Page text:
evaluating Football injuries by by Ted Ted a. a. kaplan, kaplan, MD, MD, Faap, Faap, after after Hours Hours pediatrics pediatrics urgent urgent care care Dr. Ted A. Kaplan is a board certiﬁed pediatrician at After Hours Pediatrics Urgent Care (www.afterhourspediatrics.com). School’s in session and that means football season. In today’s world, that includes children as young as four to five years old playing tackle football, with all the bells and whistles (helmets, refs, scoreboards, stadiums, etc.). It’s important to be able to evaluate your child for certain types of injuries.
injured arms and legs For the younger kids (under the age of ten), unless you see some obvious deformity in the arms or legs, it will be rare your child has a serious injury, even with lots of crying and thrashing around. Gently take the child off the field and put ice on the injured area for 15 minutes: always place a cloth between the skin and the ice pack to avoid injury). If your child’s injury needs further attention, give a dose of acetaminophen (Tylenol®) and wait at least another hour
or two before seeking medical attention. This approach will save a lot of unnecessary trips to the doctor.
If there is a visibly deformed bone, call 911 so fire rescue can splint the limb and transport your child for medical attention.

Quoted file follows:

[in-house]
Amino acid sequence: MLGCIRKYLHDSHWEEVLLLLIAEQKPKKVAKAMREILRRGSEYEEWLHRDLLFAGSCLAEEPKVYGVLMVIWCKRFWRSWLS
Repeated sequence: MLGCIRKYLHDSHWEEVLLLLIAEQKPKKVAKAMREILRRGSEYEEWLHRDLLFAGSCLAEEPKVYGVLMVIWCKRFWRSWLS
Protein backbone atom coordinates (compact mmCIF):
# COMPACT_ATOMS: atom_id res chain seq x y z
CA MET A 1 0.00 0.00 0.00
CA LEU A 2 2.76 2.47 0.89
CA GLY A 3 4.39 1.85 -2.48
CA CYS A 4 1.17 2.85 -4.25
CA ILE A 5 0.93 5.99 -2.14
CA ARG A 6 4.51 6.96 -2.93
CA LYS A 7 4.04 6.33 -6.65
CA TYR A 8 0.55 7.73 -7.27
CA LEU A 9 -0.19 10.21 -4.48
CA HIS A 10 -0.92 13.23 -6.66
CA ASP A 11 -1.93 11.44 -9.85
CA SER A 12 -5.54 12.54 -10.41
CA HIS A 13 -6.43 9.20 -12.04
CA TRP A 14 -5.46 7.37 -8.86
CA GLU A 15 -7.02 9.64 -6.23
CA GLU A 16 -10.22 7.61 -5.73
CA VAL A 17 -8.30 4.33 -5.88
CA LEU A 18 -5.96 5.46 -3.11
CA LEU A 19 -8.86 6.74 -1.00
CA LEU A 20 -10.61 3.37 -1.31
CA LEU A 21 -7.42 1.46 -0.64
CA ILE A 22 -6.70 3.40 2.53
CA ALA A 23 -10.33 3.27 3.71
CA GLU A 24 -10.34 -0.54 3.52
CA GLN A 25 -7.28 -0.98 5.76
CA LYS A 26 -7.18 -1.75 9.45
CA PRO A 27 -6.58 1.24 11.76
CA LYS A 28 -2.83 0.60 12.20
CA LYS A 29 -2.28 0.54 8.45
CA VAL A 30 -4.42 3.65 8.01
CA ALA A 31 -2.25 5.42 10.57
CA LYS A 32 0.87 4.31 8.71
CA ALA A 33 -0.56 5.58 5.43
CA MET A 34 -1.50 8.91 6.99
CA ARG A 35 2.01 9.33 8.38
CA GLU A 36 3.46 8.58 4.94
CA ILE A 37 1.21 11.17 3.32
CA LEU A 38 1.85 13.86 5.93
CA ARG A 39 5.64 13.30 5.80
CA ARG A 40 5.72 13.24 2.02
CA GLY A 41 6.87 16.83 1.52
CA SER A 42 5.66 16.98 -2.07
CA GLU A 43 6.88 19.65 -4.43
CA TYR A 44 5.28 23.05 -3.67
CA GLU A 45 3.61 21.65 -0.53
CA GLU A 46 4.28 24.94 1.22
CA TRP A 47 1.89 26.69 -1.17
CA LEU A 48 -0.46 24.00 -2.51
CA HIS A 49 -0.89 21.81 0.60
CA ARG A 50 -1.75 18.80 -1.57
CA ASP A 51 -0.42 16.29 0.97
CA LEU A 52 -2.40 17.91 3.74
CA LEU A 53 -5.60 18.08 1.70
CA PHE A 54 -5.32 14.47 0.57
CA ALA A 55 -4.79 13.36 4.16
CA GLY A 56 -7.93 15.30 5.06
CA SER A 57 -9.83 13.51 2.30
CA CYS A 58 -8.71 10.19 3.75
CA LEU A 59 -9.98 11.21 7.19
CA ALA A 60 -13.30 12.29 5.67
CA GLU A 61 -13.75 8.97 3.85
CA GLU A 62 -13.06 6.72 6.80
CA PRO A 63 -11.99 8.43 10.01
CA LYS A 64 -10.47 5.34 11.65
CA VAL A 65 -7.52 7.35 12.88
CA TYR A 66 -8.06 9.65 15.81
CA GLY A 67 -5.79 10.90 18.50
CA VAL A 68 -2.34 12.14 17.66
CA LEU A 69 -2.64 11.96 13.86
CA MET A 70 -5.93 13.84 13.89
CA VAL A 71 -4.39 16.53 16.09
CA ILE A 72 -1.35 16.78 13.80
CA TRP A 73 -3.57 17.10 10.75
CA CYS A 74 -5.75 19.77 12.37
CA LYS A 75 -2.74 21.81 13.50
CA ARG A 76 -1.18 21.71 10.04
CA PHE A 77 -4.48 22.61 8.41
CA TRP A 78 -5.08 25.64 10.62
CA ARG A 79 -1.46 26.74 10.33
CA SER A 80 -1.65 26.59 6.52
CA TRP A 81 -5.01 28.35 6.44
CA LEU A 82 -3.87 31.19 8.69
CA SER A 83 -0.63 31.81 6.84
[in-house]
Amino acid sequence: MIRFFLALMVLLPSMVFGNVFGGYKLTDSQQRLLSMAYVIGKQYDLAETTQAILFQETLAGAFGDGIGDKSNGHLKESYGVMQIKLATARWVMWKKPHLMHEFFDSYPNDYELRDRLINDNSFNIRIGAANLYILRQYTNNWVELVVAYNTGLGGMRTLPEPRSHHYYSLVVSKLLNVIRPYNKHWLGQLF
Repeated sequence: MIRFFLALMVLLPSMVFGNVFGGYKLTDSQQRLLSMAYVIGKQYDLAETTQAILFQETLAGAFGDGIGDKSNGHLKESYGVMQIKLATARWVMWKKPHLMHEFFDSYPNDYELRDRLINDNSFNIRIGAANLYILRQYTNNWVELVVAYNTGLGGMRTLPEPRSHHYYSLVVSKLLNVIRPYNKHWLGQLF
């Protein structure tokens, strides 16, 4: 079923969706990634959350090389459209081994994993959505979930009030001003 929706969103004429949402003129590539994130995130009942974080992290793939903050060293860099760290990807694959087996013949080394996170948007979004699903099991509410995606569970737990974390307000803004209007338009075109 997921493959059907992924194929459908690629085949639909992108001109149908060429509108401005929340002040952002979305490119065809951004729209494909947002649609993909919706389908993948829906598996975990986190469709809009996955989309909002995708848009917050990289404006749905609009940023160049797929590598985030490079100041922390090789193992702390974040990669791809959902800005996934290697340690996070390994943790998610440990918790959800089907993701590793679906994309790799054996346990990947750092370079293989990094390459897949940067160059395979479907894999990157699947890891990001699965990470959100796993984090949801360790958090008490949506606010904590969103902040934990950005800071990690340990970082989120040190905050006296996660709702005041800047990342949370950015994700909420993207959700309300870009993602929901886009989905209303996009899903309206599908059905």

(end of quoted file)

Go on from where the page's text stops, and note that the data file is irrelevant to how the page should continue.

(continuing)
If things are improving, but there is still a sore area, continue ice treatment for 15 minutes every two hours (again, through a cloth so you don’t freeze the skin); give acetaminophen as needed; and instruct your child not to use the area until it is pain free. Your child should not go back into a game or back to practice until there is no pain or limping without the use of pain medicine. Some extra padding to the area that was injured (usually bruised) will make things more comfortable for your little player.
Head and neck injuries
You may visit the doctor to check out continuing pain sometime within the first 48 hours. Even if it is determined there is a broken bone, waiting the extra time to see if the symptoms resolve will not delay healing.
Head injuries can lead to concussions and brain damage that get worse with repeated exposure. If your child is complaining of headaches related to football, he should stop play and see his doctor.
Head and neck injuries are treated more cautiously since the potential consequences of an injury can be serious. The good news is it is rare to have significant head or neck injuries before 14-15 years old. The culprit in most of these injuries is head/helmet tackling, so do what you can to make sure your child doesn’t do this and that his coaches don’t teach or encourage it. If your child is complaining of either head or neck pain, he should stop any further play until cleared by a doctor. If he is lying on the field complaining of either of these, call 911 so he can be moved in a safe manner.
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Published on Oct 1, 2012
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